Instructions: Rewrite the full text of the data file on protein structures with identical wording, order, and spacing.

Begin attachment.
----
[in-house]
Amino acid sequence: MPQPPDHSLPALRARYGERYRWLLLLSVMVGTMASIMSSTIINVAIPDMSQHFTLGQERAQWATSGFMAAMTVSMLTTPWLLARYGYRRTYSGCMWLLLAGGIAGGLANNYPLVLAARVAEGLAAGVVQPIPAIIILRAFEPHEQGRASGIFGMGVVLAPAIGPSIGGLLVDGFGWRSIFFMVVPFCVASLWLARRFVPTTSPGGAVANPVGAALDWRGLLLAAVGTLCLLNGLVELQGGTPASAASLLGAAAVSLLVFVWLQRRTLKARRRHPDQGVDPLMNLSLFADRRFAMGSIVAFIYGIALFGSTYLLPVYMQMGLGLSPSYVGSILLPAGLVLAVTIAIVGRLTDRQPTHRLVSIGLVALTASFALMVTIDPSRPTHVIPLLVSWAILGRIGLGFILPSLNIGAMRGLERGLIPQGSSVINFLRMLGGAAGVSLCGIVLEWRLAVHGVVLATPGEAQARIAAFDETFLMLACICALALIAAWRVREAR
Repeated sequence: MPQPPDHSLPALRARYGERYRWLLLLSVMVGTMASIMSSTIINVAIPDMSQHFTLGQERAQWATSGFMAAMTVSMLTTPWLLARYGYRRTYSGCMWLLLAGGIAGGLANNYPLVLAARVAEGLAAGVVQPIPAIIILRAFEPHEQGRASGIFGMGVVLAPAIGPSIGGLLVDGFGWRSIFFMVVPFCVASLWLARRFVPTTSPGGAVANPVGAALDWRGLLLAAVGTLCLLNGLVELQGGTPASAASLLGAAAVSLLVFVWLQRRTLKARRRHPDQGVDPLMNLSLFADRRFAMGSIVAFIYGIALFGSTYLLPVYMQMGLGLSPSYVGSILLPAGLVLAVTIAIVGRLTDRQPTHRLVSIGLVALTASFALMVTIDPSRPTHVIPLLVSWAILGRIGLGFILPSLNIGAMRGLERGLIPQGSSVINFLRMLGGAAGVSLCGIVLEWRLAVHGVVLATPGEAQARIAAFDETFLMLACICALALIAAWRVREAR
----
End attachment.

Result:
[in-house]
Amino acid sequence: MPQPPDHSLPALRARYGERYRWLLLLSVMVGTMASIMSSTIINVAIPDMSQHFTLGQERAQWATSGFMAAMTVSMLTTPWLLARYGYRRTYSGCMWLLLAGGIAGGLANNYPLVLAARVAEGLAAGVVQPIPAIIILRAFEPHEQGRASGIFGMGVVLAPAIGPSIGGLLVDGFGWRSIFFMVVPFCVASLWLARRFVPTTSPGGAVANPVGAALDWRGLLLAAVGTLCLLNGLVELQGGTPASAASLLGAAAVSLLVFVWLQRRTLKARRRHPDQGVDPLMNLSLFADRRFAMGSIVAFIYGIALFGSTYLLPVYMQMGLGLSPSYVGSILLPAGLVLAVTIAIVGRLTDRQPTHRLVSIGLVALTASFALMVTIDPSRPTHVIPLLVSWAILGRIGLGFILPSLNIGAMRGLERGLIPQGSSVINFLRMLGGAAGVSLCGIVLEWRLAVHGVVLATPGEAQARIAAFDETFLMLACICALALIAAWRVREAR
Repeated sequence: MPQPPDHSLPALRARYGERYRWLLLLSVMVGTMASIMSSTIINVAIPDMSQHFTLGQERAQWATSGFMAAMTVSMLTTPWLLARYGYRRTYSGCMWLLLAGGIAGGLANNYPLVLAARVAEGLAAGVVQPIPAIIILRAFEPHEQGRASGIFGMGVVLAPAIGPSIGGLLVDGFGWRSIFFMVVPFCVASLWLARRFVPTTSPGGAVANPVGAALDWRGLLLAAVGTLCLLNGLVELQGGTPASAASLLGAAAVSLLVFVWLQRRTLKARRRHPDQGVDPLMNLSLFADRRFAMGSIVAFIYGIALFGSTYLLPVYMQMGLGLSPSYVGSILLPAGLVLAVTIAIVGRLTDRQPTHRLVSIGLVALTASFALMVTIDPSRPTHVIPLLVSWAILGRIGLGFILPSLNIGAMRGLERGLIPQGSSVINFLRMLGGAAGVSLCGIVLEWRLAVHGVVLATPGEAQARIAAFDETFLMLACICALALIAAWRVREAR